Twenty years ago, a young economist destined to become a household name in Australia issued a warning to central banks around the world.
“[L]lowering rates or providing ample liquidity when problems materialize, but not raising rates as imbalances accumulate, can be rather insidious in the long run,” he said.
“They promote a form of moral hazard that can sow the seeds of instability and costly swings in the real economy.”
So said Philip Lowe, the future Reserve Bank Governor, in an article he co-wrote while on secondment to the Bank for International Settlements in Switzerland with the chief economist of the BRI, Claudio Borio.
The two men presented their report at a March 2002 conference organized by the BIS – dubbed “the bank of central banks” – on how risks could increase even in times of apparent calm.
Financial imbalances, such as asset bubbles, which could appear during periods of low inflation, were of particular concern. In certain circumstances, it would be appropriate for banks to take preventive measures “to preserve both financial and monetary stability”.
How central banks should act – and what they actually do – is at the heart of a fascinating if somewhat alarming new book by British economics commentator Edward Chancellor.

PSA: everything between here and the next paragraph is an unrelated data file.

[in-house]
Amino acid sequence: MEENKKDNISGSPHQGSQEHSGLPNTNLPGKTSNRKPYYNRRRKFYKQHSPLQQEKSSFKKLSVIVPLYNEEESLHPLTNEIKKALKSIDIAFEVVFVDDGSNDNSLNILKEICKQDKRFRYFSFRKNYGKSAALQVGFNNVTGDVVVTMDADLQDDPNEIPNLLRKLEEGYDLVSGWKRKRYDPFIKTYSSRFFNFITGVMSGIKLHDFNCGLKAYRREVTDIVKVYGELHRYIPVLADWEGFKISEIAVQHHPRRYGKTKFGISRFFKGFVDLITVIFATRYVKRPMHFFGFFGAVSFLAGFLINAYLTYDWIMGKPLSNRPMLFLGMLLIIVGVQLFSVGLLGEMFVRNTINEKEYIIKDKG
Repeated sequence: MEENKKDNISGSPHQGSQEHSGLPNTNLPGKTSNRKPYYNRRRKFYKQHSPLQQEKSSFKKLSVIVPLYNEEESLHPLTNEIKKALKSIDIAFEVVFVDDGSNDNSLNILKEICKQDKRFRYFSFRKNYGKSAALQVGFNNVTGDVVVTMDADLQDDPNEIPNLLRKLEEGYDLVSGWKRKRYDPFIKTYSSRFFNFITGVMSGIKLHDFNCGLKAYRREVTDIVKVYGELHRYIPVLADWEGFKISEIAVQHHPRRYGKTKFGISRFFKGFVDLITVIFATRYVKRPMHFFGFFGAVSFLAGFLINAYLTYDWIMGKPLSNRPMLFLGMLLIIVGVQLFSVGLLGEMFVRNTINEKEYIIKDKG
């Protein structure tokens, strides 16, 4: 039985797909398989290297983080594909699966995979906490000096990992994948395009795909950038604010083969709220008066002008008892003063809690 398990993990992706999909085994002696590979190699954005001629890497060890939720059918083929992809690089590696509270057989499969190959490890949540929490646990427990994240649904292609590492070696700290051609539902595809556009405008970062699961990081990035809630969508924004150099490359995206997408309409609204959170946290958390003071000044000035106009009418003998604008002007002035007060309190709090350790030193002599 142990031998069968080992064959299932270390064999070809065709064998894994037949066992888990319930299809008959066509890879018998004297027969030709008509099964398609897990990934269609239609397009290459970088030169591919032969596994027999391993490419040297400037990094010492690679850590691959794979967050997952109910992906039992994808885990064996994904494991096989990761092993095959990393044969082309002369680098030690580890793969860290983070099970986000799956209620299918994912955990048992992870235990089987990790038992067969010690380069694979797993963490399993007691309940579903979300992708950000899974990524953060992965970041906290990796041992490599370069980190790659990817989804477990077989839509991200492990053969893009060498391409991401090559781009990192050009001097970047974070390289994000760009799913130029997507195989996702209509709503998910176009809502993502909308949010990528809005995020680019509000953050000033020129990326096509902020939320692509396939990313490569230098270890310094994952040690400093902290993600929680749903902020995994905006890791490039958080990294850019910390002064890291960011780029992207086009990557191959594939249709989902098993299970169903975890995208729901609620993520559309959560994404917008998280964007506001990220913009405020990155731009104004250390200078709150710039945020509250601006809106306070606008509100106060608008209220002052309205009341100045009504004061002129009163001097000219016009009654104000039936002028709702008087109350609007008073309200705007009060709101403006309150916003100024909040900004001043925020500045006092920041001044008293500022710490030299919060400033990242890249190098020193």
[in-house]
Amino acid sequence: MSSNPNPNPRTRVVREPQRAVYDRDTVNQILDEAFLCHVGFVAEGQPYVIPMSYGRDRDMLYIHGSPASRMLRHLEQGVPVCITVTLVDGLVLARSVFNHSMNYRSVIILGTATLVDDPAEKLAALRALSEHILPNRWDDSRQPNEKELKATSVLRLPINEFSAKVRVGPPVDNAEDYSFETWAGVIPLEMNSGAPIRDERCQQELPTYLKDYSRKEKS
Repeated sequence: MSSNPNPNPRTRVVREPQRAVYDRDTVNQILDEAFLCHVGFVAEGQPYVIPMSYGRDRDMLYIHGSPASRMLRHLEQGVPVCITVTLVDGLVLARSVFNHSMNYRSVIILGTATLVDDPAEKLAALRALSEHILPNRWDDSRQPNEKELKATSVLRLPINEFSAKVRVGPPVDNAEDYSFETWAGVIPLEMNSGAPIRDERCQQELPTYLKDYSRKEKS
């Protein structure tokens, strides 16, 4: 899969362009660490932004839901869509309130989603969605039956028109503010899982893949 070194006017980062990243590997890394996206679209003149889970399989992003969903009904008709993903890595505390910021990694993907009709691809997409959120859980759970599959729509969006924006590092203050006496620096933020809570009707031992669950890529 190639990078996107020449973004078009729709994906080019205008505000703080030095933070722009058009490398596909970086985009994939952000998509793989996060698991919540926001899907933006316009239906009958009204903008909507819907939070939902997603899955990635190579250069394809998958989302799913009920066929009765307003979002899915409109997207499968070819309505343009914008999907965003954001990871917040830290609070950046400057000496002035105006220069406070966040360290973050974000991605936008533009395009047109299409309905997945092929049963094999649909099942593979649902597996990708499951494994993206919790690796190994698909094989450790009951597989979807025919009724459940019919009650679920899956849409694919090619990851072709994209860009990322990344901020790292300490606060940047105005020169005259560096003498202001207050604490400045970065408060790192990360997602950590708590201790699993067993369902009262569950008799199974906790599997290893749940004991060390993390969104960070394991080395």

The Price of Time explores the history and role of interest rates. Central banks, much like the nursery rhyme about “an old lady who swallowed a fly,” seem accustomed to solving every market crisis in a way that breeds greater instability in the future.
Borio and Lowe’s warning that authorities should be alert to the dangers of speculation—and the moral hazard that arises when bad decision-makers get used to being rescued—is a constant theme that recurs throughout the book.
The work is also timely as an independent group is halfway through a review of the RBA and its operations, which is due to be completed in March.
That interest rates may rise in Australia, the United States, New Zealand and elsewhere does not diminish Chancellor’s case. As he notes, nominal rates may be below the record highs set during the Covid pandemic, but they are still well below inflation, leaving them negative in real terms.
One of the author’s favorite quotes is from Jeremy Stein, a Harvard University economist who served one term on the board of governors of America’s central bank, the Federal Reserve.
Firm market regulation was fine, but monetary policy “gets into all the cracks,” Stein said. Excessively low interest rates are inflating all sorts of asset bubbles as investors desperate for a return on their money grab property, stocks and, until recently, cryptocurrency.
“All these extraordinarily low interest rates [have] got into everything,” Chancellor told Guardian Australia. “And if we say we have the bubble of everything, it kind of follows that you’re going to have the bust of everything.”
It is perhaps surprising that the purpose and dangers of interest rates continue to confuse experts and the public. Most of us can intuitively understand that someone who lends money or another asset to someone else deserves a reward for the temporary transfer.